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4.2 Rating
51-Point Autofocus System

The 51-point AF system positions 51 points of focus within the frame to allow photographers to…

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AF Area Modes
3.2 Rating
AF Area Modes

Nikon’s three AF area modes—single point AF, dynamic area AF and auto area AF—are designed to handle any…

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4.4 Rating
Better Sports Photography

Which settings should you use depending upon which sport you're photographing

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4.1 Rating
Scene Recognition System and Advanced SRS

Nikon's SRS and Advanced SRS recognize the position, color, tones and…

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4.4 Rating
Quick Tips for Taking Better Portraits

Suggested Lens choices, exposure settings and focus modes

Beginner

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4.9 Rating
A New Sharp Shooter

Mike Corrado on shooting with the Nikon D810

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4.4 Rating
Marketplace: One and Only

Nikon 1 AW1 waterproof, shockproof interchangeable lens camera

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3.5 Rating
Easy Panorama Mode

The Easy Panorama Mode combines multiple shots into a seamless 180- or 360-degree panoramic picture.

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4.2 Rating
Photographing Sports Indoors and Out

Capturing the action of a sporting event is easy when you follow a few simple…

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4.7 Rating
3D Mode

Capture images in 3D for viewing on 3D compatible HDTVs and computers.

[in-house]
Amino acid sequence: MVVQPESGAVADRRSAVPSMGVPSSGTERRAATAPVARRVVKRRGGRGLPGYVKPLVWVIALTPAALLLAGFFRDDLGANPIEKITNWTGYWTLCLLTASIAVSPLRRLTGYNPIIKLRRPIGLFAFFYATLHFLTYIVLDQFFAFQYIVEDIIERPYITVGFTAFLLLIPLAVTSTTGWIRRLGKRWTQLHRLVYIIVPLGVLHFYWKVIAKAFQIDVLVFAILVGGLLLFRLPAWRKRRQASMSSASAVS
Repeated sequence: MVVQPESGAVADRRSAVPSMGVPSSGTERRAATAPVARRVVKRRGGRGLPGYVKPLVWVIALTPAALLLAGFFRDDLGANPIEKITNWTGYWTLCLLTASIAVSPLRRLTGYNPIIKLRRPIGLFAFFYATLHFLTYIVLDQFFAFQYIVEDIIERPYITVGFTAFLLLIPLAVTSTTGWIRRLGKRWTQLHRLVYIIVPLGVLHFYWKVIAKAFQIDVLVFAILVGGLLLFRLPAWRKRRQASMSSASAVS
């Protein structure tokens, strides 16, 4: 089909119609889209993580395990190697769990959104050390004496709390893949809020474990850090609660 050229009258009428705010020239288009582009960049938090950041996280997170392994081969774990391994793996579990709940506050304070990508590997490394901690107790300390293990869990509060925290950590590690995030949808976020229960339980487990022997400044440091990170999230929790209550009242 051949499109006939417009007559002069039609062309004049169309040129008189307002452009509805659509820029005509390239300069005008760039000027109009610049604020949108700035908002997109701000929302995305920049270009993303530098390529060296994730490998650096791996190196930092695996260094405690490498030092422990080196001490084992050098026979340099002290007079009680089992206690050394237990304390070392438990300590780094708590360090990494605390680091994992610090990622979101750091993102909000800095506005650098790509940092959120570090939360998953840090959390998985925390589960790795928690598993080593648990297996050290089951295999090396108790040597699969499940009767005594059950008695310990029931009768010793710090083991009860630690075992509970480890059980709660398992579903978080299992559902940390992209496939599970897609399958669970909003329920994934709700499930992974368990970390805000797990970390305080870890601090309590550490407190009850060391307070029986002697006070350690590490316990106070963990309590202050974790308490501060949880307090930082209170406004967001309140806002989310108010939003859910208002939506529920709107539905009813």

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Camera Tips: Using the Multi Selector Center Button Controls

Customize your DSLR to to check focus in playback and more

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3.4 Rating
3D Focus Tracking

3D focus tracking automatically shifts the focus point to follow the movement of the subject. With the…

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5.0 Rating
Capture NX 2: Lesson 8

Master your use of Black and White Control Points to bring out the details in the shadows and…

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3.7 Rating
The Versatile Appeal of the D600

See what makes the D600 an appealing camera

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4.6 Rating
Lighting Techniques: Light Painting

Using the technique of light painting allows you to add depth and dimension to your…

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3.0 Rating
Subject Tracking

Subject Tracking enhances your shooting experience by automatically adjusting focus as it follows the…

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2.8 Rating
Scene Auto Selector

A COOLPIX feature that recognizes the type of scene or setting and automatically selects the…

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4.6 Rating
What is a Lens MTF Chart & How Do I Read It?

MTF charts plot the performance and quality of a lens

Advanced

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4.3 Rating
Polarizing Filters Add POW to Pictures

An Easy to Use Accessory, Polarizing Filters Bring out the Color and Definition in…

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5.0 Rating
Photographing it All